Managing particulates in cellular therapy

Dominic Clarke, Dorit Harati, Jerold Martin, Jon Rowley, Juergen Keller, Michael McCaman, Miguel Carrion, Ohad Karnieli, Richard Maziarz, Robert Perry, Steve Oh, Jean Stanton

Research output: Contribution to journalReview articlepeer-review

10 Scopus citations


The concept of particulates, while common to many in the pharmaceutical and blood transfusion disciplines, represents a distinct challenge in the field of cellular therapy. With newly discovered products advancing through clinical trials, the focus has shifted to ensuring products are manufactured in a reliable and safe manner. Given the unique manufacturing processes and resulting products (i.e. the cell being the active ingredient of the product), the way in which particulates are viewed and subsequently tested needs to be reviewed. No specific test or method for particulates will apply to all products, and guidance documents will be generated over time as more cell therapy products are approved. The details of the processes, testing methods used and acceptance criteria established for particulates will play a major role in generating the guidance documents. This will ultimately allow for the manufacture and administration of safe and effective products without thwarting advancement of the cellular therapy field. The intent of this review is to bring awareness to the topic of particulates with respect to cell therapy, and encourage a more open dialog and exchange of examples within the industry. We have reviewed the concept of particulates, where they originate and how they are introduced to cell therapy products, and the current methods available for their detection. We have also reviewed the relevance of current guidance documents and present potential strategies to move forward and address and control unwanted contaminating particulates in cell therapy products.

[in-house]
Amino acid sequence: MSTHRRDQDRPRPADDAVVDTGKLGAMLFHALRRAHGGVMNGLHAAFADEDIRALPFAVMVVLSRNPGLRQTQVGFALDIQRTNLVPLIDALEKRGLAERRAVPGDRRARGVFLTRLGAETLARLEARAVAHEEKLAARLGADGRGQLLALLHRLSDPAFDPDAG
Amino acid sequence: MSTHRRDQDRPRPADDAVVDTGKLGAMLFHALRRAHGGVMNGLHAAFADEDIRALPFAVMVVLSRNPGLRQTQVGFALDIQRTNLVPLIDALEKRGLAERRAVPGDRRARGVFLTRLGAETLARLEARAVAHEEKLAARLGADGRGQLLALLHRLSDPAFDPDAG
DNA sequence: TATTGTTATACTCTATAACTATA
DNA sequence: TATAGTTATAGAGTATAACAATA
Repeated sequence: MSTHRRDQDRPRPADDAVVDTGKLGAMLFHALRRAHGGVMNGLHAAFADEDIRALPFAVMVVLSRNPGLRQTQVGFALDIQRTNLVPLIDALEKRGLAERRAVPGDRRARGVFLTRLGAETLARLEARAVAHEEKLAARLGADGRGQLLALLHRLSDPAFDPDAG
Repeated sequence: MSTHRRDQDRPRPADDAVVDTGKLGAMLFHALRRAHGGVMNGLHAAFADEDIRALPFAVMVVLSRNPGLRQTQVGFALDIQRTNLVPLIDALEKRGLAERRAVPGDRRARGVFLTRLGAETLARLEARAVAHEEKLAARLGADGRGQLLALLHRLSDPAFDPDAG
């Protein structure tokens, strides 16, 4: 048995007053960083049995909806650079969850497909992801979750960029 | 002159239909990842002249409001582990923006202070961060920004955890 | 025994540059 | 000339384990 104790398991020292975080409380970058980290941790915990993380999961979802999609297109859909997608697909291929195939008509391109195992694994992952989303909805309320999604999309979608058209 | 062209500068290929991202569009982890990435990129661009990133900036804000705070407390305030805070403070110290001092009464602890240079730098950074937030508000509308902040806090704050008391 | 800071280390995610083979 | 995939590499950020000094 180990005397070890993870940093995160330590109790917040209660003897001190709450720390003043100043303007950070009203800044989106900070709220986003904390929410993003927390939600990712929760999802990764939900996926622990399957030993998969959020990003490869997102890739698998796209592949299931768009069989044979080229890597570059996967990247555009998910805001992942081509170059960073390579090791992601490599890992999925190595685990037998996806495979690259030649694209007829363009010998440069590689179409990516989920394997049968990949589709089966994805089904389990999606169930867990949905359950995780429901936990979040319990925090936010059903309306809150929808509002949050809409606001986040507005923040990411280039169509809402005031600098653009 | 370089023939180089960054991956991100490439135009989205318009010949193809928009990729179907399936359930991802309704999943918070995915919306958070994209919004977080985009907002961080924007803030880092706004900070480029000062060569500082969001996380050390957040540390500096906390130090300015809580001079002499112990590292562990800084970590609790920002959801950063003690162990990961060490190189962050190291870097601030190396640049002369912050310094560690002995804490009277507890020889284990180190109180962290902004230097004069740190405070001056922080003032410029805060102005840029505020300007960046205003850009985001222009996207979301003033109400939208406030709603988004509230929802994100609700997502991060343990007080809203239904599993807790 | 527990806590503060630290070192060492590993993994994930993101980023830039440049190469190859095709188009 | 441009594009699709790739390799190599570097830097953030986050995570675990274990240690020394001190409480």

Original languageEnglish (US)
Pages (from-to)1032-1040
Number of pages9
Issue number9
StatePublished - Oct 2012


  • Cellular therapy
  • Disposable
  • Injectable
  • Parenteral
  • Particulate

ASJC Scopus subject areas

  • Immunology and Allergy
  • Immunology
  • Oncology
  • Genetics(clinical)
  • Cell Biology
  • Transplantation
  • Cancer Research


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